In terms of the office, we now know that home working works, and this won’t go away. That means fewer bodies in offices day to day, requiring less space and using less energy. As part of this newfound flexibility, office workers will likely be able to stagger their hours so they’re not all commuting at the same time, a trend that could help reduce pollution greatly.

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Community and keeping it local

Life in lockdown has given many people a greater appreciation for all things local and community-based. While we’ve become used to seeking alternative options, supporting local traders could easily become the first choice, even though it has started from necessity.

Seeking out locally produced and sourced food and drink, along with local artists and craftspeople, benefits the environment greatly in terms of ecologically sustainable food production and reductions in shipping, air freight and packaging. There is also the obvious connection between supporting local business also improving local social and economic sustainability.

Hyperlocalism could easily trigger a new wave of creativity in the built environment. We’ll likely see more self-sustained, mixed-use architecture devised in collaboration with the local community, such as Hong Kong’s Tai Kwun, PMQ and The Mills, all of which encompass shopping, art, heritage and more.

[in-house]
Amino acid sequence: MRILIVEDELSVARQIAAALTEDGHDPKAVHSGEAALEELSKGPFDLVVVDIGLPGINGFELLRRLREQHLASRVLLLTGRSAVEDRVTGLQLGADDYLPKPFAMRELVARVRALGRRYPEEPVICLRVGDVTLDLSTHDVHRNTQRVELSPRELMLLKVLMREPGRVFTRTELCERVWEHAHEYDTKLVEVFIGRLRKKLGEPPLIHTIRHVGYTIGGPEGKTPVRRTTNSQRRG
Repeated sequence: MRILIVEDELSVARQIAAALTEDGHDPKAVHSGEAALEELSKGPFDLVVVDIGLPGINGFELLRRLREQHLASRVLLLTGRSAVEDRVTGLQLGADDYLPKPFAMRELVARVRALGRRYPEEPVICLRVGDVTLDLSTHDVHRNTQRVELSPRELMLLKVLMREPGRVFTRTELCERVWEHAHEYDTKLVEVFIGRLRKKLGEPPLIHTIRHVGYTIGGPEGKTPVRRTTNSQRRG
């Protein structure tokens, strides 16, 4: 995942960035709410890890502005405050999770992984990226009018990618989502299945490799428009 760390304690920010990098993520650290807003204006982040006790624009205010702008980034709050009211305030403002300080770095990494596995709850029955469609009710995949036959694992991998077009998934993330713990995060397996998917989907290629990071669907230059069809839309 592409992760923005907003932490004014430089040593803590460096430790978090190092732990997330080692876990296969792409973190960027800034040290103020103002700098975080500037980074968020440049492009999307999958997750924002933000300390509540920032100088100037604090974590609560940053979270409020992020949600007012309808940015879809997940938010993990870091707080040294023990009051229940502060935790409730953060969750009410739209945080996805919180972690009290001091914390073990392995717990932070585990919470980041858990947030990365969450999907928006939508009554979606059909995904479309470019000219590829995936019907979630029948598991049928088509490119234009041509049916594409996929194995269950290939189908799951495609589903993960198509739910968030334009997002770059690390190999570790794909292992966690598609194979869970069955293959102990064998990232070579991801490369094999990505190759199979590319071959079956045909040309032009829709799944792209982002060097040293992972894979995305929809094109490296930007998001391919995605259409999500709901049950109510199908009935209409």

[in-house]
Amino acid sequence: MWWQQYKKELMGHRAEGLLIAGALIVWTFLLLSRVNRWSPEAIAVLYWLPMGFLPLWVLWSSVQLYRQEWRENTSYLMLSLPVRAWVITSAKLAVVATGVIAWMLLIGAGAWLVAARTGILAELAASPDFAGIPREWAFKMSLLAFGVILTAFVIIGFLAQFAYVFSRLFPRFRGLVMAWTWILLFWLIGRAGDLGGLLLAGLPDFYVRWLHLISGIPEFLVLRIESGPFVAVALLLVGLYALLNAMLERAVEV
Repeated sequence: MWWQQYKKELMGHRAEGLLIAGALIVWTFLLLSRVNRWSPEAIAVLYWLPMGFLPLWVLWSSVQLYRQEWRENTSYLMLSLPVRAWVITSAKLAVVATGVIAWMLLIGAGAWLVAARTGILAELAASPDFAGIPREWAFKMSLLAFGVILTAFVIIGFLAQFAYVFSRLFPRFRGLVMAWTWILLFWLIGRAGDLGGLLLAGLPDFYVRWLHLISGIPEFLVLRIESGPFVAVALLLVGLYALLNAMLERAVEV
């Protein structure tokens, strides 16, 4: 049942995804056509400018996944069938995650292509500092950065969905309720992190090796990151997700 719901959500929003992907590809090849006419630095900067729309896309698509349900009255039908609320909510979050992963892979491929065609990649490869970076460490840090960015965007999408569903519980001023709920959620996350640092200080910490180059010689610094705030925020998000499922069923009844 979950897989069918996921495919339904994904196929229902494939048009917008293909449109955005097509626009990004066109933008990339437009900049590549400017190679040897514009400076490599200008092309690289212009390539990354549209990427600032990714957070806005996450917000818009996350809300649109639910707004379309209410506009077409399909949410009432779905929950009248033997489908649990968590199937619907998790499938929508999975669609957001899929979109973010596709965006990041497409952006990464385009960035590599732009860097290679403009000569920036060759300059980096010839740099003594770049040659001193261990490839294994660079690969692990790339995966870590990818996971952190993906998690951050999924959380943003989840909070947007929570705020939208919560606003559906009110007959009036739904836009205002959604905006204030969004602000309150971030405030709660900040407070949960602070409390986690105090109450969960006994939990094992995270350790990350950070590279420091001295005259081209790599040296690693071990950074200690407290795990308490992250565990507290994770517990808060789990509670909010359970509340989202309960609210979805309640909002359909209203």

I believe more people will opt for staycations, too, which presents a huge opportunity for developers willing to think outside the box. With the increase in home working causing work life and home life to blur more than ever, people will be looking for a change of scenery – a place where they might work while also benefitting from retail or spa amenities, perhaps, or somewhere to digitally detox from it all. Those developers that can offer a local, historic connection will be valued and appreciated even more by people taking the time to learn about their own area.

Healthy minds and bodies

During lockdown, people around the world have become acutely aware of the importance of keeping fit, and of the connection between a healthy body and a healthy mind. In Hong Kong, for example, more people are trekking in the hills and countryside rather than going shopping, since they want to keep a safe distance.

With the benefits of sunlight and fresh air reinforced, high-density home design will be strongly affected going forwards. We’ll see more holistic, nourishing residential projects that positively affect the mind, body and community. Many residential schemes have offered gyms and swimming pools, but now with outdoor spaces that encourage interaction with nature and reverse our focus on hermetic environments will become more prevalent.

In 20 years’ time, when we look back this period, it will be interesting to see the impact of COVID-19 on our built environment. I truly hope we take the opportunity to use it to benefit our planet, not just our productivity.